Because the Brookline Public Library is awesome (they even have an awesome box … shaped like a TARDIS!) someone on the staff ordered a copy of acafan Anne Jamison’s Fic: Why Fanfiction is Taking Over the World (Smart Pop, 2013). And there I found it, sitting innocently upon the new books shelves (have I mentioned how much I adore public libraries’ new books shelves? it’s like browsing in a bookstore except you can take everything home for free!). I’ve found so much eclectic good stuff on the new books wall at Brookline over the past few years, and Fic is no exception. Jamison is a literature professor with a background in English literature and culture, 18th century to the present. As an academic whose scholarly interest is in participatory literary culture, it is no surprise that fanworks captured her interest. This volume is one part narrative history of fanfiction from its “prehistory” in the 1800s to the present, and one part riotous celebration of various fan cultures through both Jamison’s own analysis as well as the contributions of fanfic and “profic” writers (at times one and the same!) and other acafen as well. Not quite an anthology, as Jamison’s narrative is the “spine” of the text, the contributions by others dodge and weave within the volume providing alternative perspectives, counternarratives, “missing scenes,” and many a reading recommendation for the fic-hungry fan.
Jamison uses the lens of several major fandoms to organize her work in roughly chronological order. After a brief sketch of fannish readers of the Romantic period, she begins with the worlds of Sherlock Holmes (19th century to the present), what many believe is the first modern — and certainly one of the most enduring — fandoms. She then turns to Star Trek as a way to explore pre-Internet fandom cultures, reaching back into Science Fiction magazines of the mid-twentieth century and forward into the increasing visibility of overtly sexual fanfiction, particularly Kirk/Spock slash as the ground zero couple of queering mainstream narratives through fic. X-Files and Buffy provide fertile ground for exploring how the 1990s expansion of public access to the Internet changed the social dynamics and dissemination of fan creations (as well as their more immediate access to the creators of the original shows around which the fans engaged). Harry Potter and Twilight offer two divergent perspectives on mega fandoms, one much more conscious of its roots in geek/nerd and fandom culture (HP) than the other (Twilight). Finally, sections on the relationship between fanwriting and publishing and current (circa 2012) trends in fanfiction creation bring our rollicking narrative to a close.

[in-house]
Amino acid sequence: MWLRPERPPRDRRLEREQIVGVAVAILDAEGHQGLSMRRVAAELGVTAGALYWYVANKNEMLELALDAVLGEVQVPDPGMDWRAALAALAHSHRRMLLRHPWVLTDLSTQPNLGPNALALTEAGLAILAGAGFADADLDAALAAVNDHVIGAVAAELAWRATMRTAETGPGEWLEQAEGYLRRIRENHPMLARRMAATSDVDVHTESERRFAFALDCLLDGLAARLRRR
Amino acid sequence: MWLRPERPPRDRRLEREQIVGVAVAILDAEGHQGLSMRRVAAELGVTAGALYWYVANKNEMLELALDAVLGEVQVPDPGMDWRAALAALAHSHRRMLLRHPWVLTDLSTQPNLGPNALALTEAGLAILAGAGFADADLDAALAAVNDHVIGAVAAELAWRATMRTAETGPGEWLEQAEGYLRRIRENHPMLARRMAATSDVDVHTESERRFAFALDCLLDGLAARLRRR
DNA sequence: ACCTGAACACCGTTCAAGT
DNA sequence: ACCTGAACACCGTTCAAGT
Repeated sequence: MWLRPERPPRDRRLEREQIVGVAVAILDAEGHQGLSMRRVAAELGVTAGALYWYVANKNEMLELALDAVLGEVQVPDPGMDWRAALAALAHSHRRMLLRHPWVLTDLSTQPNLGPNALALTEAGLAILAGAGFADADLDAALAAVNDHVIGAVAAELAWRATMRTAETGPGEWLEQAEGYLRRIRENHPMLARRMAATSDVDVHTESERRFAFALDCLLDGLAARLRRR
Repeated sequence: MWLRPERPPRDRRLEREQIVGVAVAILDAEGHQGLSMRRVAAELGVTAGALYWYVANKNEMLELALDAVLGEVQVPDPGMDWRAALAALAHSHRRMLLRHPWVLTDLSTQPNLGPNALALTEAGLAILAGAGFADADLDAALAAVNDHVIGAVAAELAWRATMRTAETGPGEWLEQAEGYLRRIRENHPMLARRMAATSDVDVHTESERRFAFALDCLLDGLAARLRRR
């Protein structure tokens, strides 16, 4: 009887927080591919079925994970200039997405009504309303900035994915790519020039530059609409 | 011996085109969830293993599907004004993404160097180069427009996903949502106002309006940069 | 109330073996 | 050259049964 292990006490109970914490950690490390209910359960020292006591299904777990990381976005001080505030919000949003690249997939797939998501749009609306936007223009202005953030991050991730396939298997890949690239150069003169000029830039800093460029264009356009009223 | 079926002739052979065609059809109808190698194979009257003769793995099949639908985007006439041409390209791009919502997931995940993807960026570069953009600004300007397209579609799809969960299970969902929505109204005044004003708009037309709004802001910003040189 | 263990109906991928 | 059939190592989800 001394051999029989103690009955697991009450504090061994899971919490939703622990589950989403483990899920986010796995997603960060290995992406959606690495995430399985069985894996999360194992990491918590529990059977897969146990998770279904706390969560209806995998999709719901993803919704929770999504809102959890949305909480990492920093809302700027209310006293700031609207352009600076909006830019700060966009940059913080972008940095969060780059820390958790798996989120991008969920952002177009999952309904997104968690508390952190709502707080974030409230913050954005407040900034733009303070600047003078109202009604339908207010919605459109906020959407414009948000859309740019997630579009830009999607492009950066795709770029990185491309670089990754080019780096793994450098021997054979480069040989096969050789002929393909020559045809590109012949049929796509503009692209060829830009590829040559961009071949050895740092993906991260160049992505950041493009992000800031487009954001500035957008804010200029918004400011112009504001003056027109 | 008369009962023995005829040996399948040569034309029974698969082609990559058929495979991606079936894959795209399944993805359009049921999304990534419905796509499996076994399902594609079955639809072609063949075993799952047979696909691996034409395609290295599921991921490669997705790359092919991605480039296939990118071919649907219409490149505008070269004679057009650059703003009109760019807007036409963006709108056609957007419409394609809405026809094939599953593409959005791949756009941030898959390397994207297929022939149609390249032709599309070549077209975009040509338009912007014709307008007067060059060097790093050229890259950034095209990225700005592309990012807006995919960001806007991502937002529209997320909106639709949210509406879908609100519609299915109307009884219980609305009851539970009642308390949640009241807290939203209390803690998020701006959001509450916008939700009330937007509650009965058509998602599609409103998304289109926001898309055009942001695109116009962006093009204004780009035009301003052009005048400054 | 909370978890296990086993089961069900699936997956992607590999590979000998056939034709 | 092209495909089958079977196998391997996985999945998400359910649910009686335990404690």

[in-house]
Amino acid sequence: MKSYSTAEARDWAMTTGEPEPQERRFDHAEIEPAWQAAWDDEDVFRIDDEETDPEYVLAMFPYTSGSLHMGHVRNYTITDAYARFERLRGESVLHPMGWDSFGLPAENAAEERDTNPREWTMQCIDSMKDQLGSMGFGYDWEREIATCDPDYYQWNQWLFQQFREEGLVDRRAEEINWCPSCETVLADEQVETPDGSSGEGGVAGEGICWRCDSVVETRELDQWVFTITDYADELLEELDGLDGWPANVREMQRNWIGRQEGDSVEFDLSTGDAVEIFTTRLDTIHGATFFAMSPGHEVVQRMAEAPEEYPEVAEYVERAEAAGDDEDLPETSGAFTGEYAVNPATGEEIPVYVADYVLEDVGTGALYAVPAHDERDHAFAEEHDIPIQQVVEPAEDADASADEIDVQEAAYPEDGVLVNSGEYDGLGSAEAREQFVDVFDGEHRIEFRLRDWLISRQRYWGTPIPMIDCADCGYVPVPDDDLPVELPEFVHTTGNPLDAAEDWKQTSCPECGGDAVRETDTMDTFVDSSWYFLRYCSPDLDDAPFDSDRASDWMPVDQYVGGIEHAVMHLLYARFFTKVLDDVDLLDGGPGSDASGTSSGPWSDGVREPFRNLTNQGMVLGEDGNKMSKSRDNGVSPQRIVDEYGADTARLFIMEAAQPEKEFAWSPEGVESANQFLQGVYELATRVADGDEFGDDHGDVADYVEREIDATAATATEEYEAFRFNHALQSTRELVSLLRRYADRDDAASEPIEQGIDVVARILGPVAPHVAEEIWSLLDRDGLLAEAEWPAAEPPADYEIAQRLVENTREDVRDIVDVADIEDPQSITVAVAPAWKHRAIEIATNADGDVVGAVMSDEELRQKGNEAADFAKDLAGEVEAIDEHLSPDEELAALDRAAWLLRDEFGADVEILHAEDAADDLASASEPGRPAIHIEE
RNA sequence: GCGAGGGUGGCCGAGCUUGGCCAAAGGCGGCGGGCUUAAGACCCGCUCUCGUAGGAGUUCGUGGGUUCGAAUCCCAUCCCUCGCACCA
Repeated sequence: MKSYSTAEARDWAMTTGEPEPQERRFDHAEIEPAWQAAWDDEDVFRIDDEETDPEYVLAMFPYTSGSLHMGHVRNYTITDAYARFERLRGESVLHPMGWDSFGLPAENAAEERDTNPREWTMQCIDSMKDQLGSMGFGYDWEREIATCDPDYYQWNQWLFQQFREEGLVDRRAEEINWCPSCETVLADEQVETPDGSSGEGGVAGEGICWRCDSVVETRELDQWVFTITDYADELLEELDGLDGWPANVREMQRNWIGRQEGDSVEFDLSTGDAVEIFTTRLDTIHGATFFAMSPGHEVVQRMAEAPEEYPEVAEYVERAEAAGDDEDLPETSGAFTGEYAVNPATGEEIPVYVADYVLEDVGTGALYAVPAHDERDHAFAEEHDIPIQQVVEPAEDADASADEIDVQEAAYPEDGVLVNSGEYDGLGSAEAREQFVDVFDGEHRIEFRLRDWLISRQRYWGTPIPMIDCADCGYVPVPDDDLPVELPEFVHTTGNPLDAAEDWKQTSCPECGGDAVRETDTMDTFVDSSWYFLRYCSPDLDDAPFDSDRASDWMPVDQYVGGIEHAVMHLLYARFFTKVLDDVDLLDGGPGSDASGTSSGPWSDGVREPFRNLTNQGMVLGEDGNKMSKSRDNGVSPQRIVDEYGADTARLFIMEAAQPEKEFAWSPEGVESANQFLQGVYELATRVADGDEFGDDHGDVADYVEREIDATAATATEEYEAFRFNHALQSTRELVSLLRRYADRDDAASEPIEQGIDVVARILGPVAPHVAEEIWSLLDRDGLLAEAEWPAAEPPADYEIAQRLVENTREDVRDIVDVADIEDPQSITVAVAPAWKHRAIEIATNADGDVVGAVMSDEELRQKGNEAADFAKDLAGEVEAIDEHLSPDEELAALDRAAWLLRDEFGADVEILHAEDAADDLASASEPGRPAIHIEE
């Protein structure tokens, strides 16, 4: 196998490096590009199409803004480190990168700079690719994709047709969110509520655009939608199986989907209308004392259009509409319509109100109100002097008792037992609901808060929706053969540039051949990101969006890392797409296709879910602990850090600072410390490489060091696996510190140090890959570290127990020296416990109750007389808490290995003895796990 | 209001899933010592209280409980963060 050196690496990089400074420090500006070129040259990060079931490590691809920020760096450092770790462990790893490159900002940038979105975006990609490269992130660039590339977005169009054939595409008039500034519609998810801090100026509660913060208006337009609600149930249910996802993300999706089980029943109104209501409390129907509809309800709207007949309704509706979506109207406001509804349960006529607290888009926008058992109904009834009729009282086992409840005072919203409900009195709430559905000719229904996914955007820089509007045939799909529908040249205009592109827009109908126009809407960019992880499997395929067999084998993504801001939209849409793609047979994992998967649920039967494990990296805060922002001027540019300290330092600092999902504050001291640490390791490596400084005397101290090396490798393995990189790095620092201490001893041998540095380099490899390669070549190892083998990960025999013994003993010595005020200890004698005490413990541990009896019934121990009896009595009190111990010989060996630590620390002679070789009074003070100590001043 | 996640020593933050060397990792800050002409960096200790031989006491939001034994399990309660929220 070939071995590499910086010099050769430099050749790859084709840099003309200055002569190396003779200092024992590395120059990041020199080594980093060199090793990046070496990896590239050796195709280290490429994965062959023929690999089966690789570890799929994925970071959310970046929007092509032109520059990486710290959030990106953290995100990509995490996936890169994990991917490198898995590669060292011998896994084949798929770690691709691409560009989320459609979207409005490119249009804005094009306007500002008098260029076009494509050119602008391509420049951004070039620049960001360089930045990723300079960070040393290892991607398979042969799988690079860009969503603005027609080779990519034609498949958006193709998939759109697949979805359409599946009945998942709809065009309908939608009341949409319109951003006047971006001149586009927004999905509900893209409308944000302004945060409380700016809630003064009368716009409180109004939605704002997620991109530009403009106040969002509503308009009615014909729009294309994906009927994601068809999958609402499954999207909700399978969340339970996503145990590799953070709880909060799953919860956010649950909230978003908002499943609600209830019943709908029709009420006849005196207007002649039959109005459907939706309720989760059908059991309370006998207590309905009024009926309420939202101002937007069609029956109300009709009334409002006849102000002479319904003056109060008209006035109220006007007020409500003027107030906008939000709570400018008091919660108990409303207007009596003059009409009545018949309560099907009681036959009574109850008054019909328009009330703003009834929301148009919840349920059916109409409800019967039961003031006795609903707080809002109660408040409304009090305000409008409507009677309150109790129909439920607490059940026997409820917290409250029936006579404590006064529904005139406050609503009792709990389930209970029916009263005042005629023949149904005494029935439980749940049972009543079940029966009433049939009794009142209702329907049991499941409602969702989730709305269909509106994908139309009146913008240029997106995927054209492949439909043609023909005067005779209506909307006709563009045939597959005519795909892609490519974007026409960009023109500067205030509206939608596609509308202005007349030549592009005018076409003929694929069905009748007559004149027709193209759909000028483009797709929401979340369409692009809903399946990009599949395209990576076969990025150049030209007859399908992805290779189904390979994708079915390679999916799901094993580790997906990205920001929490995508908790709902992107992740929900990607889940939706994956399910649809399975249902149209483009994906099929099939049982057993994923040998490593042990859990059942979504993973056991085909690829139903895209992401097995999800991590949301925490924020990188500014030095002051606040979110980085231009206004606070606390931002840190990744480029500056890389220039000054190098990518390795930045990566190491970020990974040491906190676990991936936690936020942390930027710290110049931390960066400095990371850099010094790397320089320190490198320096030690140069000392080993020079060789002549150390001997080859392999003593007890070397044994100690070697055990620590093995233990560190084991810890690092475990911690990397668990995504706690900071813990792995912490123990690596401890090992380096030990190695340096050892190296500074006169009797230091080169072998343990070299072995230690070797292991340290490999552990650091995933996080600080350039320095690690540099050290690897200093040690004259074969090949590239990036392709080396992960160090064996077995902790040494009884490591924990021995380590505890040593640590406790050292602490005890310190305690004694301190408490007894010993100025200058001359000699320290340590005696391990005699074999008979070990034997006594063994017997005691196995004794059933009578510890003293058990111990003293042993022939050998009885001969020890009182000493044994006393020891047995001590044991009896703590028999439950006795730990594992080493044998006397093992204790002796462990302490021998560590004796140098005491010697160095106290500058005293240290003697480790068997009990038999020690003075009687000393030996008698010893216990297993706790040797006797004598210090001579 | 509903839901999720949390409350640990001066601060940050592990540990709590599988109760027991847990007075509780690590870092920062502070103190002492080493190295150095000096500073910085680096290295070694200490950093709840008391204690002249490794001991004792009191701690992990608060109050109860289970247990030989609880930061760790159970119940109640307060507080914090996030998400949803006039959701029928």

As Hanna is fond of pointing out, intellectualizing is an erotic activity for me — which probably means I’m an acafan even though I don’t actually study fandom in academic (would this make me an #altacafan?). If someone can give me a new set of conceptual questions to ponder about a given activity or body of work, I’ll be pleased beyond words — and that’s more or less what Jamison provided with Fic. Hers is a thoroughly readable exploration of fandom from the perspective of an insider, yes, but not (I don’t think; though I’m an insider myself) accessible only to those familiar with the landscape described therein. She also provides no pat answers to the thorny questions of, to take an example, copyright in the age of “pull to publish,” or socioeconomic inequalities shot through our culture that are (unsurprisingly) replicated within fandom even as some fans use their fanworks to create counternarratives and “talk back” to the powers that be, whether the original creators, rape culture, the military in the era of Don’t Ask, Don’t Tell, or the whitewashed, able-bodied landscape of many mainstream, futuristic worlds (and, yes, sometimes fannish ones as well — we, too, are hardly free from sin).
If I had any big, new insights while reading Jamison, I think it would be how much the fannish orientation toward one’s favorite stories that ends in the production of fanworks is a deeply ingrained one. Most of the contributors to the volume articulated in some fashion having been a fanfic writer before they knew what that was or knew that others, too, did what these individuals felt the impulse to do. I, myself, have a similar “origin story,” of responding to narratives in childhood with the instinctive reaction to create more or better or crossover or alternate universe. The altacafan in me is curious whether fan creators could be profiled in certain sociological or psychological ways in relation to the narratives we produce fanworks around. In other words, what is the impetus for us in “talking back” to the stories our culture provides us? What personality characteristics or other factors push us to talk back versus those who don’t? There’s a project I hope someone in fan studies is already hard at work sorting out. I look forward to reading their book when it’s published and available on the new book wall at the Brookline Public Library.
In the meantime, go read Fic. And let it lead you to all the delicious fic that’s out there to be discovered. (I have an annotated list.)